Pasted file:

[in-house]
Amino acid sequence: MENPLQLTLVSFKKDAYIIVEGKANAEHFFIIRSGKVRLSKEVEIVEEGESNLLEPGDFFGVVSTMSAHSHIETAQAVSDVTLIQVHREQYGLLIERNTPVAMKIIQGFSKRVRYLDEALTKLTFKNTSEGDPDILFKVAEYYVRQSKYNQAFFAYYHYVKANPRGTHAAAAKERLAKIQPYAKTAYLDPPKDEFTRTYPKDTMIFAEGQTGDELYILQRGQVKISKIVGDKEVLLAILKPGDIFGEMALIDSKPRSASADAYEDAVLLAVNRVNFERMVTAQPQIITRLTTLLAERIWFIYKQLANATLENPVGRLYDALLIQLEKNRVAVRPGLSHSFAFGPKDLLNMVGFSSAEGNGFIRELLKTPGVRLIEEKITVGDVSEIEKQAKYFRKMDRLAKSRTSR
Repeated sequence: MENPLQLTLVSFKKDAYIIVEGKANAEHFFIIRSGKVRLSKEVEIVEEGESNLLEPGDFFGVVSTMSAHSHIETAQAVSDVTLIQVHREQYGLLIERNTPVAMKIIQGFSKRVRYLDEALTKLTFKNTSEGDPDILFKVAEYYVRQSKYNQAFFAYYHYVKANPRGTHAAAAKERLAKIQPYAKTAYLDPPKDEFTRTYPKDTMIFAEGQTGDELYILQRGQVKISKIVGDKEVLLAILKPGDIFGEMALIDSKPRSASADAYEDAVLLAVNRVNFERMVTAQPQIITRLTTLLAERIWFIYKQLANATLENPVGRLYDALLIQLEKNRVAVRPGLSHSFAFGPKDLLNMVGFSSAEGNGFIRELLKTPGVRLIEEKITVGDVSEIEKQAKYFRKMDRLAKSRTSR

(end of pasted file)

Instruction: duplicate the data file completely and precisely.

[in-house]
Amino acid sequence: MENPLQLTLVSFKKDAYIIVEGKANAEHFFIIRSGKVRLSKEVEIVEEGESNLLEPGDFFGVVSTMSAHSHIETAQAVSDVTLIQVHREQYGLLIERNTPVAMKIIQGFSKRVRYLDEALTKLTFKNTSEGDPDILFKVAEYYVRQSKYNQAFFAYYHYVKANPRGTHAAAAKERLAKIQPYAKTAYLDPPKDEFTRTYPKDTMIFAEGQTGDELYILQRGQVKISKIVGDKEVLLAILKPGDIFGEMALIDSKPRSASADAYEDAVLLAVNRVNFERMVTAQPQIITRLTTLLAERIWFIYKQLANATLENPVGRLYDALLIQLEKNRVAVRPGLSHSFAFGPKDLLNMVGFSSAEGNGFIRELLKTPGVRLIEEKITVGDVSEIEKQAKYFRKMDRLAKSRTSR
Repeated sequence: MENPLQLTLVSFKKDAYIIVEGKANAEHFFIIRSGKVRLSKEVEIVEEGESNLLEPGDFFGVVSTMSAHSHIETAQAVSDVTLIQVHREQYGLLIERNTPVAMKIIQGFSKRVRYLDEALTKLTFKNTSEGDPDILFKVAEYYVRQSKYNQAFFAYYHYVKANPRGTHAAAAKERLAKIQPYAKTAYLDPPKDEFTRTYPKDTMIFAEGQTGDELYILQRGQVKISKIVGDKEVLLAILKPGDIFGEMALIDSKPRSASADAYEDAVLLAVNRVNFERMVTAQPQIITRLTTLLAERIWFIYKQLANATLENPVGRLYDALLIQLEKNRVAVRPGLSHSFAFGPKDLLNMVGFSSAEGNGFIRELLKTPGVRLIEEKITVGDVSEIEKQAKYFRKMDRLAKSRTSR